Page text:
FBC Belton’s mission to Romania, an adventure that none imagined
Gospel shared, stories of courage, inspiration heard, despite raging flood waters
Special to The Pathway
August 9, 2005
Suceava, Romania – In January the First Baptist Church of Belton entered into a partnership with the Maranatha Baptist Church of Suceava, Romania. In July the church’s first mission team found themselves in the middle of a real-life adventure.
What was supposed to be several preaching engagements and a Christian youth camp, turned into a natural disaster, dinner at a former Communist dictator’s home, and conversations with national leaders regarding freedom.
The mission team was led by Executive Pastor Brian L. Baker, also a State Representative in the Missouri Legislature. When local Romanian leaders discovered Baker was a government official, they wanted to meet and visit with him about a variety of issues.
The team represented a diverse background – Baker; Alan Bass, a pilot; Quinn Lollis, a baker; Jeff Stone, a contract negotiator for a pharmaceutical company; and Derek Creason, a Baptist Student Union student.
The team began their 12-day journey on July 3 where Baker preached and Bass gave a testimony at the Maranatha Baptist Church in Suceava. Baker then performed a Romanian wedding in a local village near Suceava. That evening the mission team gave greetings to 8,000 Romanians at a stadium worship service.
At the stadium service, Baker presented a Missouri flag to the president of Suceava Region. Baker and his team would meet with the President twice during their visit.
“It was an amazing event,” Baker said. “I told the Romanian people that America considered them a great friend and we were pleased with their efforts to spread democracy and freedom to Eastern Europe. I expressed how God was smiling down on them and that they had the opportunity to follow Christ as they continued rebuilding their country.”
Baker received a hug from the president after the greeting.
On July 4, the team was invited by the president of Suceava and the mayor of the city to meet and discuss governmental issues. The request delayed the team’s arrival to the youth camp, but Pastor Dan Boingeanu, of Maranatha Baptist Church, thought it was very important the team satisfy the request.
The meetings focused on the development of democracy in Romania and the Romanian Revolution of 1989 that changed the nation.
“They have the same worries and concerns that we do,” Baker said. “They are especially concerned about improving education and healthcare in Romania. It is amazing what they have accomplished with what they have. They desperately want to start a student-teacher exchange program with us.”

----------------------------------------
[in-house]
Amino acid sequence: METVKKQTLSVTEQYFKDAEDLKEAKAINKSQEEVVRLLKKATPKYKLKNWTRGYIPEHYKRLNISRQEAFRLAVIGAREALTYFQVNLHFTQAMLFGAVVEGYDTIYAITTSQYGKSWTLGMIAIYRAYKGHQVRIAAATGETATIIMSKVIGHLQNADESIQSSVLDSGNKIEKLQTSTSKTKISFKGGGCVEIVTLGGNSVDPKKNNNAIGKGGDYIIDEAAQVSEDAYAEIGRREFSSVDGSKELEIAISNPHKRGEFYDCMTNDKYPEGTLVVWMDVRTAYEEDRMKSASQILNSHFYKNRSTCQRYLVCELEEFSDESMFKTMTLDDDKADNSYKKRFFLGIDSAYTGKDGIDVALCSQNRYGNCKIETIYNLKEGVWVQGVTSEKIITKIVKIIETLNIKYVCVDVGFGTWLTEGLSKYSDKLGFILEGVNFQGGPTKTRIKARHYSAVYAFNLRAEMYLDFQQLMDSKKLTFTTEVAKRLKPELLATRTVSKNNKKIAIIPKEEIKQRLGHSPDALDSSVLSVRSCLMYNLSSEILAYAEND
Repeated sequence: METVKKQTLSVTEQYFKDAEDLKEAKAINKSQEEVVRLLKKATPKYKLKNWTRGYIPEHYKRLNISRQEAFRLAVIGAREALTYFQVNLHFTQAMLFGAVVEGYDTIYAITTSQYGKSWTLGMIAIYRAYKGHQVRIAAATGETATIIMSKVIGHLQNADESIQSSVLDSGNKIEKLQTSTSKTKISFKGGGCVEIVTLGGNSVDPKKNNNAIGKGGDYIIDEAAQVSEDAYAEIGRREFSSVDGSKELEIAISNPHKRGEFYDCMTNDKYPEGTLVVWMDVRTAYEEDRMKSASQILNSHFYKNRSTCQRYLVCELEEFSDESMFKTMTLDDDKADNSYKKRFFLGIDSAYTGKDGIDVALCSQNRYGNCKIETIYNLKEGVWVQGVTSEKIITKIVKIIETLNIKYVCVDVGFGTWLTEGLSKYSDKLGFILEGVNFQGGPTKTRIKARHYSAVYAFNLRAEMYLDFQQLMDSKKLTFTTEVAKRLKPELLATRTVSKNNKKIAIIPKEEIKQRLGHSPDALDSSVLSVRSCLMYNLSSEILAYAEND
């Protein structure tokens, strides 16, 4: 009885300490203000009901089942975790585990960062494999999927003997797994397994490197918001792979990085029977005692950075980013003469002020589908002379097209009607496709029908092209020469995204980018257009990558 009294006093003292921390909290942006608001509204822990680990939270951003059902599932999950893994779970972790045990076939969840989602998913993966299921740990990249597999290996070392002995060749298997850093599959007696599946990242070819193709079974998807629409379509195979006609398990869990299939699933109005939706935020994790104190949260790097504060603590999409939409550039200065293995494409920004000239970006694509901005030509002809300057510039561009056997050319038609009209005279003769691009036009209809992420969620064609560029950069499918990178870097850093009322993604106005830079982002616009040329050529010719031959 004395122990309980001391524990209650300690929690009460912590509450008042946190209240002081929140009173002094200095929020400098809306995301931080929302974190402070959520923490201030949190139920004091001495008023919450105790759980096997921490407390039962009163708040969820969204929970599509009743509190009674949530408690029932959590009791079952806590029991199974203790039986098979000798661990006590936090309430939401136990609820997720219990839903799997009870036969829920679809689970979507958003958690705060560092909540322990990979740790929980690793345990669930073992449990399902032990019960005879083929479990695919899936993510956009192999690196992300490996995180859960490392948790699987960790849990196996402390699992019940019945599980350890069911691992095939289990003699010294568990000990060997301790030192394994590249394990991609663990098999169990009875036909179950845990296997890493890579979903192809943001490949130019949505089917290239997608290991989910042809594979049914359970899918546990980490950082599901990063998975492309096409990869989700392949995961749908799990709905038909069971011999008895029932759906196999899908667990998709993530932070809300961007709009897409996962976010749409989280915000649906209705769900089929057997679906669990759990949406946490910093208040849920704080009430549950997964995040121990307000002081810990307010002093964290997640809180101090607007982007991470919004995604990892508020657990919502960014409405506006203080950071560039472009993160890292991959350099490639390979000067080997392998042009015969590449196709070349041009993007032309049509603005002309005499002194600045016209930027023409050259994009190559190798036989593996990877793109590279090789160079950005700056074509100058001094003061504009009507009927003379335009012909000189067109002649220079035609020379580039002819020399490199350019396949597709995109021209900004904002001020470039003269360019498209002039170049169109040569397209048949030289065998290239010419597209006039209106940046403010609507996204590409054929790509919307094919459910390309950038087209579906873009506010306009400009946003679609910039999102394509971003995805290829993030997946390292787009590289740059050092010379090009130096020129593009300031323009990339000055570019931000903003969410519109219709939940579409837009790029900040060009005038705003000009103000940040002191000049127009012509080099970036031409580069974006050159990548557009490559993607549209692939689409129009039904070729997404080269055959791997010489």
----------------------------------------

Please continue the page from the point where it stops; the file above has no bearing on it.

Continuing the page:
After meeting with the officials, the team was told to go to a special home for lunch – it was a place that would leave them in awe. In 1989, communist dictator Nicolae Ceausescu and his wife, Elena, were shot by a firing squad after a secret military tribunal found them guilty of crimes against the state, including mass genocide. After his execution, the state took all his property and mansions. One of these mansions is in Suceava and the mission team was invited to dine with government leaders at the former dictator’s home.
“It was amazing,” Baker said. “Here we are in the home of a former dictator who killed millions of people; we were discussing Christ, freedom, and faith. We sat on his back patio and discussed how God had blessed Romania with freedom.”
The president is a Christian and a member of a local church. He was extremely interested in talking to the team about faith in Christ. Pastor Dan Boingeanu said that he had never known anyone to visit the home of the former dictator and that it was only reserved for dignitaries of the government and Romanian Parliament. He was able to join the team for the event.
“One of the leaders told us that under Communist rule, birds did not fly over the dictator’s home,” Bass said. “It was clear that the former dictator had ruled with an iron fist. Yet, we had the opportunity to share Christ in his home.”
The team discovered how strong the “iron fist” was when Pastor Boingeanu told them a story about the police that served the Communist party. Prior to 1989 Christians would be arrested for interrogation purposes. They would be placed in a room at the police station where they would be asked a few questions. The Christians would then be left alone in the room to fill out some forms and make a statement about their faith. After a long waiting period, the police would then escort them out of the station and let them go.
For some time, many Christians thought it was just harassment by the government. But within a year, these detainees would become sick and doctors could not figure out why. Then after two years, sometimes three, these people would die after being very sick. After the overthrow of the Communists in 1989 the police stations files revealed that while these Christians were left in the interrogation room, the room would be flooded with radiation.
“It was a sad and disturbing eye-opener,” Baker said. “These people are still recovering from severe persecution, to the point that many of the senior citizens still do not trust the freedom they now have.”
The rest of the mission trip was spent serving a local Christian youth camp about an hour outside the city of Suceava. The team worked with about 50 students. Activities included playing games, going on mountain hikes and participating in small group Bible studies. Each night the team would return to Suceava and sleep at Maranatha Baptist Church because there was no room for them at the camp.